For example, in other instances in India and abroad, companies have bid for large public contracts at extremely low (bid) prices Just to boost their credentials in the stock market—they have either abandoned the service and/or compromised severely on the quality of service provided after the stock manipulation objective has been achieved. Others have got a foot in the door (by winning the bid and extending the various services) and thereafter, have gone back for a revision of the contractual terms (including price) citing various reasons and loop holes. These are aspects that must be guarded against at all times by the RBI and other regulators concerned!
b) What about the quality of service? How is that (to be) maintained at minimum stipulated (quality) levels at all places? How can that be effectively monitored and ensured at all times during the service contract, especially given the remoteness of the rural locations?
For example, please see the proceedings of the meeting held under the chairmanship of the Haryana chief minister on 7th December, 2011 to review the implementation of Electronic Benefit Transfer Scheme and its convergence with Financial Inclusion Plan in Haryana. I quote from this report:
“The implementation at the ground level by the Business Correspondent appointed by the banks is not satisfactory. Non-availability of the BC agents at the field level tantamount to denial of banking service to senior citizens, destitute and disabled beneficiaries and their right to enjoy the benefit timely remittance into their bank accounts by the state government. The Director General, Social Justice & Empowerment informed that since the commencement of implementation from the month of April 2011, a total of Rs54 crore were disbursed manually using physical payee receipts through banks along with simultaneous enrolment for opening of bank accounts and another Rs504 crore was transferred into the bank accounts electronically up to 30 November 2011. In fact, as reported by the banks, an amount of Rs96 crore is still lying undisbursed as on 30 November 2011, though 80% of the total amount was released up to 12 August 2011. This shows that the infrastructure deployed by the business correspondent of the banks is grossly inadequate to provide a satisfactory level of banking service to the 2 million banking customers. Due to the uncertain and rare visit of the BC agent in the local area, there is no perception of banking service amongst the beneficiaries. The schedule of visits of the BC agent is uncertain causing inconvenience to the account holders. The average frequency of visit of the BC agent in the village has been once every 90 days and in some villages, there has been no visit at all in the last six months. An analysis of the transaction data supplied for a period of one month by the TSP indicates that the average transaction value is very high at Rs1,200 against the average monthly benefit of Rs615.
Other major problems encountered are non-operation of accounts; making manual payments using the department's E pay-order to banks, multiple accounts to the same person, not carrying out biometrics based de-duplication, Non establishment of customer complaint centers and non supply of transaction data for monitoring by the department.” (http://socialjusticehry.nic.in/proceedings.pdf)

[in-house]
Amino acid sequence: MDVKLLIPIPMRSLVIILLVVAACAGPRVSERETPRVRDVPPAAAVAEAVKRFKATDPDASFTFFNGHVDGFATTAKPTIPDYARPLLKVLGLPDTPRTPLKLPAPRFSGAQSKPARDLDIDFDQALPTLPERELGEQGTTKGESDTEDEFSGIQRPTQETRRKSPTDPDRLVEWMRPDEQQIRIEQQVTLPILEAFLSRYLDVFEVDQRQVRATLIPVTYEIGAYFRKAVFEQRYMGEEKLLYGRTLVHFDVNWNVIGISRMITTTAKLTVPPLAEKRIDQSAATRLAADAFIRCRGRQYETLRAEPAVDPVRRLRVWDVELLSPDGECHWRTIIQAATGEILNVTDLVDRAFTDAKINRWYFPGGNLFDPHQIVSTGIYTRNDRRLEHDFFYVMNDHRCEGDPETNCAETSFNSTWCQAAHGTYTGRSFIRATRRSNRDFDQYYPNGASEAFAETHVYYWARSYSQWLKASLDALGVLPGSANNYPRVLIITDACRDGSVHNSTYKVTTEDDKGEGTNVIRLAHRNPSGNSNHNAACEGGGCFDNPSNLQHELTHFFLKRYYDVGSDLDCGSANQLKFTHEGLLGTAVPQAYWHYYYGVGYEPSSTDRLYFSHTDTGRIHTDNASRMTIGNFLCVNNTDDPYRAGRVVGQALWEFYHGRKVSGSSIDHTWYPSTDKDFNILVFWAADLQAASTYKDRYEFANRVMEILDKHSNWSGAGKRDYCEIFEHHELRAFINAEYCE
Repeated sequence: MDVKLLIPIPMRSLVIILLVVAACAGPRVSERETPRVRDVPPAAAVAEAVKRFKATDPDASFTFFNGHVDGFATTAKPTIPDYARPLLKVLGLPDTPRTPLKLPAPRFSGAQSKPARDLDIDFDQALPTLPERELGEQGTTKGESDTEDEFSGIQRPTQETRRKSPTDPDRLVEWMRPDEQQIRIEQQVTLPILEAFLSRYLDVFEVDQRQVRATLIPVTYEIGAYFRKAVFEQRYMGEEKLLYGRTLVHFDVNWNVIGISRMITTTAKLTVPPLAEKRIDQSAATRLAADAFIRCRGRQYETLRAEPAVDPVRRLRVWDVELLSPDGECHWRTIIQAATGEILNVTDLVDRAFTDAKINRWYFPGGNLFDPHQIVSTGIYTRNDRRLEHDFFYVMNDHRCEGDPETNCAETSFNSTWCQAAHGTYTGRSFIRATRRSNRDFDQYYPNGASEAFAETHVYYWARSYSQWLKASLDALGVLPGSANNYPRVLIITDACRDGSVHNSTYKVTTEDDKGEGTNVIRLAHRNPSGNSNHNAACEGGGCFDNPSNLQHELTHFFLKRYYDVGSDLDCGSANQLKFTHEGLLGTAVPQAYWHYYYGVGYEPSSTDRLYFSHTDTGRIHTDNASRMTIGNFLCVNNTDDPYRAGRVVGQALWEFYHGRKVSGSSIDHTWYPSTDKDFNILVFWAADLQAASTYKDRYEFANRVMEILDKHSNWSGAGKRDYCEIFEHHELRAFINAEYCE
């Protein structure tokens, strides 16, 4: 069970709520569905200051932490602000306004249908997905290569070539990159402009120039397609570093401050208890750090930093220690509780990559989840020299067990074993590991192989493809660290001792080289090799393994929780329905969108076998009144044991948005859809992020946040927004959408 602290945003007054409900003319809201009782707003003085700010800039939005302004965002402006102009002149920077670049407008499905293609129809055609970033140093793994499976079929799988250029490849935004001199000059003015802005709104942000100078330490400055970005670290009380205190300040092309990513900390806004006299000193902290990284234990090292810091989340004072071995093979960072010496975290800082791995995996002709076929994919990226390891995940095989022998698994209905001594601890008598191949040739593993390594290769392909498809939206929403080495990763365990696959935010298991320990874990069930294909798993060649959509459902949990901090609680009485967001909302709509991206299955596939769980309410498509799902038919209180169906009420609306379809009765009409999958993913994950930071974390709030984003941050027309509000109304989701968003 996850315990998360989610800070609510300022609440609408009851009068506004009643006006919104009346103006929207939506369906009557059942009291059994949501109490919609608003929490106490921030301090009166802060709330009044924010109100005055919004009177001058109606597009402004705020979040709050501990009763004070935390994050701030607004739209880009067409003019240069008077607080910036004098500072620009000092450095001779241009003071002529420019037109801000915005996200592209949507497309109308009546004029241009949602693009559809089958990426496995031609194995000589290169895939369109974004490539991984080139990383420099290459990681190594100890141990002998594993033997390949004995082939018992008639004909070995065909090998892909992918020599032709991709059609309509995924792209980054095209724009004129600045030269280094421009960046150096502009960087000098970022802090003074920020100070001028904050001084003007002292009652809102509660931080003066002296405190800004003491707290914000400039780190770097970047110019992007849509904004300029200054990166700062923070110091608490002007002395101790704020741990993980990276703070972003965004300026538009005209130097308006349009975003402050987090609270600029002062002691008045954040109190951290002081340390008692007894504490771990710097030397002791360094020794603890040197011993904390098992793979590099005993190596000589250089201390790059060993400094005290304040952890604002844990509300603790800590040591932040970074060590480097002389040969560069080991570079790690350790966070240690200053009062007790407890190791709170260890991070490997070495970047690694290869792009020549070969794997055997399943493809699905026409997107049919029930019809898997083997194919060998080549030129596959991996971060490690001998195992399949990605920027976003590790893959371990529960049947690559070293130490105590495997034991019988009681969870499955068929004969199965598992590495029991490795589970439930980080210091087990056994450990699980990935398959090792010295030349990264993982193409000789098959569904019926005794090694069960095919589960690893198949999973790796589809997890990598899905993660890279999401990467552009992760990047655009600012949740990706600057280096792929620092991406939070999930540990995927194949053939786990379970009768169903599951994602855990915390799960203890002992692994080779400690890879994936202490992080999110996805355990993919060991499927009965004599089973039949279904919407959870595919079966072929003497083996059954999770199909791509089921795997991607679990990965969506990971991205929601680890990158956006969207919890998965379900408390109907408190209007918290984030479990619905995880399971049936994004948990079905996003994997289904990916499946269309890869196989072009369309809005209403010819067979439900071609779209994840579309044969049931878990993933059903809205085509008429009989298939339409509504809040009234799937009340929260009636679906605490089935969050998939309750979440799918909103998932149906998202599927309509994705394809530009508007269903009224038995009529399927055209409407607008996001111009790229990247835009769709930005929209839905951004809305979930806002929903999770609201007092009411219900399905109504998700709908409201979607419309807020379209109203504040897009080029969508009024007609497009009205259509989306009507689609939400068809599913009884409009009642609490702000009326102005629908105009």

All of these and similar issues need the attention of the Reserve Bank of India (RBI) and other regulators, especially when the bid is extremely low cost!
c) Is there cause to believe that the bid is a front for some other (corrupt or illegal) activity?
In other countries, especially in Africa, such bid-based public services have served as the platform for carrying on other (illegal) activities. That again needs to be focused on by the RBI and other regulators.
d) Will the low cost nature of the bid result in the poor and disadvantaged being further isolated?
This is a very serious question that the RBI and other regulators need to be clear about upfront as if that is the case, or else the whole objective of financial inclusion would really be lost
Therefore, while the desire to enhance and speed up financial inclusion is much appreciated, such a drive should also have appropriate risk mitigation mechanisms and safeguards so that things do not go wrong during implementation. The lessons from the 2010 micro-finance crisis are still fresh in memory indeed. And as far as the present situation is concerned, while I am not pre-judging Vakrangee Finserve in any manner what-so-ever, we will have to wait and see what they actually do on the ground in terms of their BC operations and the quality of BC services offered there in. That said, the RBI and other regulators who are actively pushing the BC model, will certainly have to look into the critical issues highlighted above if indeed they are really serious about financially including much (if not all) of India’s rural poor…
(Ramesh Arunachalam has over two decades of strong grass-roots and institutional experience in rural finance, MSME development, agriculture and rural livelihood systems, rural and urban development and urban poverty alleviation across Asia, Africa, North America and Europe. He has worked with national and state governments and multilateral agencies. His book—Indian Microfinance, The Way Forward, is the first authentic compendium on the history of microfinance in India and its possible future.)